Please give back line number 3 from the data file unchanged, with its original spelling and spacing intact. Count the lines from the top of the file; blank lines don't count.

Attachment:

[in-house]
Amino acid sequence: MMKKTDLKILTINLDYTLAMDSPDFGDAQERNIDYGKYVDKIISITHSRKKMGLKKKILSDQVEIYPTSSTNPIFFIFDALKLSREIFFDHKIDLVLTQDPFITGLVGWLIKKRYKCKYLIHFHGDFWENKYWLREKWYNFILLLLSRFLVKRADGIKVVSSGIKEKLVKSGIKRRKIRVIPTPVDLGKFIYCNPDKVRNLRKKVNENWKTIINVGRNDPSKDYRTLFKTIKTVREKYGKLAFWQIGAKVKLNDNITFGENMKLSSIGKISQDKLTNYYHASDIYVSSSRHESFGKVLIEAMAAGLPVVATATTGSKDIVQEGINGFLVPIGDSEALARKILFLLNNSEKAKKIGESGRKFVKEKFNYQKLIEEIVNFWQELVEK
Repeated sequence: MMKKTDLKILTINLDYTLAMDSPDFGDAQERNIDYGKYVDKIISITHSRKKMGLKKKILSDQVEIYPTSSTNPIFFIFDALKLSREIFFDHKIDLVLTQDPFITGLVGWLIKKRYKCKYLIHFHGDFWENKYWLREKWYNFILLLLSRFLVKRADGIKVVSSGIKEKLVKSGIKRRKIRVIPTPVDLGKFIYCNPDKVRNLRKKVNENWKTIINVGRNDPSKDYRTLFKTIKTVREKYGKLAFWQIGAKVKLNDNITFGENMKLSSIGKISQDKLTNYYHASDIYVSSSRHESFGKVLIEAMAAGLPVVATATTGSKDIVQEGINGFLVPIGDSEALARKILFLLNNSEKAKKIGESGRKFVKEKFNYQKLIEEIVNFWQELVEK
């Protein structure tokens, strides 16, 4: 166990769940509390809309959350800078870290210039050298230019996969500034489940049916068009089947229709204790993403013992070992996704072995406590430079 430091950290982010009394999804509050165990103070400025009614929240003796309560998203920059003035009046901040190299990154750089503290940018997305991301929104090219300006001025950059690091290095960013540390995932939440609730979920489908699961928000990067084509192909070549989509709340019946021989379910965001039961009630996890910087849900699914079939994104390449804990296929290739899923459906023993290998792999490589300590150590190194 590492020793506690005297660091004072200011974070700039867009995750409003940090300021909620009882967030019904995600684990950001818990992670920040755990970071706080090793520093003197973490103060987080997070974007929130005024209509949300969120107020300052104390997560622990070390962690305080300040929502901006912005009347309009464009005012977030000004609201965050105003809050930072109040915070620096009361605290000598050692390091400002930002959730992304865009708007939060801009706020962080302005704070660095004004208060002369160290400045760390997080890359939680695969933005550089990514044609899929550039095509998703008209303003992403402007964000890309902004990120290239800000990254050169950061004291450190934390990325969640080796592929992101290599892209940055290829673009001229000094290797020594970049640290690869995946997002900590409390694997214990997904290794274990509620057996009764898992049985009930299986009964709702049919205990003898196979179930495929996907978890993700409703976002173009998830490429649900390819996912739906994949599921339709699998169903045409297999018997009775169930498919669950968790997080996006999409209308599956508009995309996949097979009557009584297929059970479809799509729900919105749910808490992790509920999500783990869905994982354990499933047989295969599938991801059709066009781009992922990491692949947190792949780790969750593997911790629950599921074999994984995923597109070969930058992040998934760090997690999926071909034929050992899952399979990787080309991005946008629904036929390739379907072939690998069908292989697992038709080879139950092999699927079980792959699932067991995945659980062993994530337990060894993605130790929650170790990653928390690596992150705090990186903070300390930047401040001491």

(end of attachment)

Repeated sequence: MMKKTDLKILTINLDYTLAMDSPDFGDAQERNIDYGKYVDKIISITHSRKKMGLKKKILSDQVEIYPTSSTNPIFFIFDALKLSREIFFDHKIDLVLTQDPFITGLVGWLIKKRYKCKYLIHFHGDFWENKYWLREKWYNFILLLLSRFLVKRADGIKVVSSGIKEKLVKSGIKRRKIRVIPTPVDLGKFIYCNPDKVRNLRKKVNENWKTIINVGRNDPSKDYRTLFKTIKTVREKYGKLAFWQIGAKVKLNDNITFGENMKLSSIGKISQDKLTNYYHASDIYVSSSRHESFGKVLIEAMAAGLPVVATATTGSKDIVQEGINGFLVPIGDSEALARKILFLLNNSEKAKKIGESGRKFVKEKFNYQKLIEEIVNFWQELVEK